She cites male factor infertility as enormously underdiagnosed in the South African population. “There are treatment options for male infertility that only fertility centres can provide, such as testicular aspirations and testicular sperm extraction. Most men are given over the counter testosterone medication, which may be harmful rather than helpful.”

Flight Centre bursaries get tourism students off the ground

The University of Johannesburg (UJ) and the Flight Centre Travel Group (FCTG) have launched a partnership to bolster support to tourism and hospitality students facing financial hurdles.
Trishia Tshandu and Neo Malema with Andrew Stark of Flight Centre
Trishia Tshandu and Neo Malema with Andrew Stark of Flight Centre
The travel agency has sponsored new student bursaries and has also made a contribution towards providing a lecture room at the UJ School of Tourism and Hospitality (STH).

Dr Diane Abrahams, director of STH says: “Transformation in the tourism and hospital industry is vital for the growth of this important sector of our economy. At the STH we prepare young people, many from disadvantaged backgrounds, to enter the industry in a variety of exciting careers whereby they transform not only their lives but that of their family and the community in which they live.

“FCTG is sponsoring bursaries for two of our students who are excelling academically, and are part of the ‘missing middle’ – students who are regarded as too rich to qualify for government support, but too poor to afford tuition fees.

“It is encouraging to see international industry partners such as FCTG supporting both students and the infrastructure needed to deliver more young professionals to the workplace,” says Abrahams.

“Travel, tourism and hospitality is the fastest-growing sector alongside banking and agriculture, contributing 10% to global GDP. We’d like to see more government collaboration with the private sector to promote the industry. We are committed to doing our part and our partnership with UJ is the start. We care about delivering amazing travel experiences but we also care about collaboratively educating our youth of today to become our leaders of tomorrow,”says Andrew Stark, managing director at FCTG.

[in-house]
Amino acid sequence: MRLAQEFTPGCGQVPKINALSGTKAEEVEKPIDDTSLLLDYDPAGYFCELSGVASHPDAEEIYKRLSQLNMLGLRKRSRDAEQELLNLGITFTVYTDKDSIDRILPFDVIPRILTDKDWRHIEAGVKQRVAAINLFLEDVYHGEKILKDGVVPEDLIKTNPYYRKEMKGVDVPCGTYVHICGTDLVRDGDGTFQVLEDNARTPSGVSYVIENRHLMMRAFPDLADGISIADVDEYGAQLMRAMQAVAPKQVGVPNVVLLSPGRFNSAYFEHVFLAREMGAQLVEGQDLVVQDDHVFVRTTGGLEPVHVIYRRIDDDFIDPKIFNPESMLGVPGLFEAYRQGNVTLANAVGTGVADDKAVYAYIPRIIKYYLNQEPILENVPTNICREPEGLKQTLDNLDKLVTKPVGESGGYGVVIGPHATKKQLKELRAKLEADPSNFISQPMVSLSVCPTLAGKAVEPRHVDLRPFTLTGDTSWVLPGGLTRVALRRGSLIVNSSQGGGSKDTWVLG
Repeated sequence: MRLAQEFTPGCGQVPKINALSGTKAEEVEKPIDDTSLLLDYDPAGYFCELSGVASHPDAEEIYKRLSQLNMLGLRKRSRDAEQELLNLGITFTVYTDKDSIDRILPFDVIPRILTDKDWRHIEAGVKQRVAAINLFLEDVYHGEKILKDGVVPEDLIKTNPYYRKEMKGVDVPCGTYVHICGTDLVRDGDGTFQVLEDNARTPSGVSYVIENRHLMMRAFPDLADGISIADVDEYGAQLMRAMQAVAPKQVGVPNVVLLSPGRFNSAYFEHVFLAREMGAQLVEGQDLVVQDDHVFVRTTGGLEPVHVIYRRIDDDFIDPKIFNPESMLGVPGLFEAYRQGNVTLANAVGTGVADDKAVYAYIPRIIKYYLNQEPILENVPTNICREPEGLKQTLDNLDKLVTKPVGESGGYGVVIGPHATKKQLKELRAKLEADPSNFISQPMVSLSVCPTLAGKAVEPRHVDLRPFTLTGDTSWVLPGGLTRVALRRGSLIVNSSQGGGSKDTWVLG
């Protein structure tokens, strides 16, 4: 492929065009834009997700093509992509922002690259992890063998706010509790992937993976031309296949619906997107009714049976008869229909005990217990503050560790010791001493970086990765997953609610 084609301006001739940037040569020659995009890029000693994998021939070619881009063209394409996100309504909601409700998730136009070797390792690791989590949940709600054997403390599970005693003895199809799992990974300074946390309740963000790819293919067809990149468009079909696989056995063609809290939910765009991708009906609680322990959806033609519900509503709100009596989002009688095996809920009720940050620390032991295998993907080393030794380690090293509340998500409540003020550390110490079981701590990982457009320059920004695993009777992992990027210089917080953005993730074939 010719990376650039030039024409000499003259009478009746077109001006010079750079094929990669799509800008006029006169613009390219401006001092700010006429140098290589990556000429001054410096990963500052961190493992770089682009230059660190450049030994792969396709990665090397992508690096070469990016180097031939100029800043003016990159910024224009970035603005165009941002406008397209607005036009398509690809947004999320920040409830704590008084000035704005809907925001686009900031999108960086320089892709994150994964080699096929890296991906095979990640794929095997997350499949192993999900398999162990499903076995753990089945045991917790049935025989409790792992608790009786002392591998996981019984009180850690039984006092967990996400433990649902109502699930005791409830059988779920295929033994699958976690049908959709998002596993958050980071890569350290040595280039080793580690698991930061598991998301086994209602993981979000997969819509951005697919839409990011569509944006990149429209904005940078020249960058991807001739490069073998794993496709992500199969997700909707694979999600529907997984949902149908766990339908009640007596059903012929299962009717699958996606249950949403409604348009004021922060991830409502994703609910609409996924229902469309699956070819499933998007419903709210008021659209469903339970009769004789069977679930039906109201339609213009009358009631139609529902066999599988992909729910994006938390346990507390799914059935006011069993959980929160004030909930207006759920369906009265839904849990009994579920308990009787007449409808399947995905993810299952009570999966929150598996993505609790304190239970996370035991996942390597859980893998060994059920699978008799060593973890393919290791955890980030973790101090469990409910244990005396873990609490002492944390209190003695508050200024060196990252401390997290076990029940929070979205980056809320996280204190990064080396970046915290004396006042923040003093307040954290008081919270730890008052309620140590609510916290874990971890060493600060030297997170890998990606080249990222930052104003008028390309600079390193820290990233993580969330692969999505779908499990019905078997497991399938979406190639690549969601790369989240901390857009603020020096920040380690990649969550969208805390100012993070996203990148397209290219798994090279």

The first two bursaries were handed over to first-year student Neo Malema (21) and Trishia Tshandu (20) who is in her second year of study.

Islamic hotel branding and Muslim hospitality

There is a sudden realisation among key developers in Dubai and Middle Eastern countries that hotels and hospitality in Arabia can easily absorb a huge number of properties and tour destinations purely based on Islamic culture. These new brands will deliver all the traditional values and customs to accommodate familiar authentic experiences for Muslims travelling alone or with their families.
These new brands will address how Muslim needs are met and how they want to be treated. However, the real challenge lies in providing an environment which is rich enough to allow competitive comfort and luxury that not only rivals Western hotels but equally sets a new global standard of quality, yet conservative enough in taste while maintaining the aesthetic and spiritual balances and the etiquette so highly cherished by the Muslims.

The thought of creating hospitality concepts under specific religious and cultural lines is nothing new, Islamic Hotel Brand concepts to accommodate billions of Muslims is not any different then the current western hotels or what we may call for a minute a Christian Hospitality experience.

Still the main foundation

What started out from the Inns-Pubs-Taverns and later modernised yet maintained the same basin-sink to wash with stoppers, bathtubs and highly customised Western menus with liquor and music is still the main foundation of all the five-star name brand hotels all around the world. They have certainly pioneered a great global standard.

The Middle East is in need of places where Muslims absorbed in their culture amidst the practice of Islam would be fully at ease with all interactions and relate to all surroundings during a stay. It is simply about creating Islamic hotel brands and Islamic family hospitality and recreation. The delivery of such concepts on a world-class standard would demand a deep understanding of creating the right themes and ambiances, the right architecture, the interior and exterior, timing and routines and all staffing supported by image creation, and most importantly, the ultimate test of creating a unique, five-star global name identities worthy of global iconisation and respectable attention.

After all, today a room having a Qibla pointing signage stuck on the ceiling, a prayer rug, a bidet or an arch stretching somewhere in the room is considered authentically Islamic, while amidst the westernised opulence rests a mini-bar hidden in furniture. Conveniently available as the only possible options, these rooms are popular and have worked very well. But nevertheless, the western franchises must prepare themselves to become more deeply involved with actual facts of the Islamic issues instead of a few cosmetic accessories.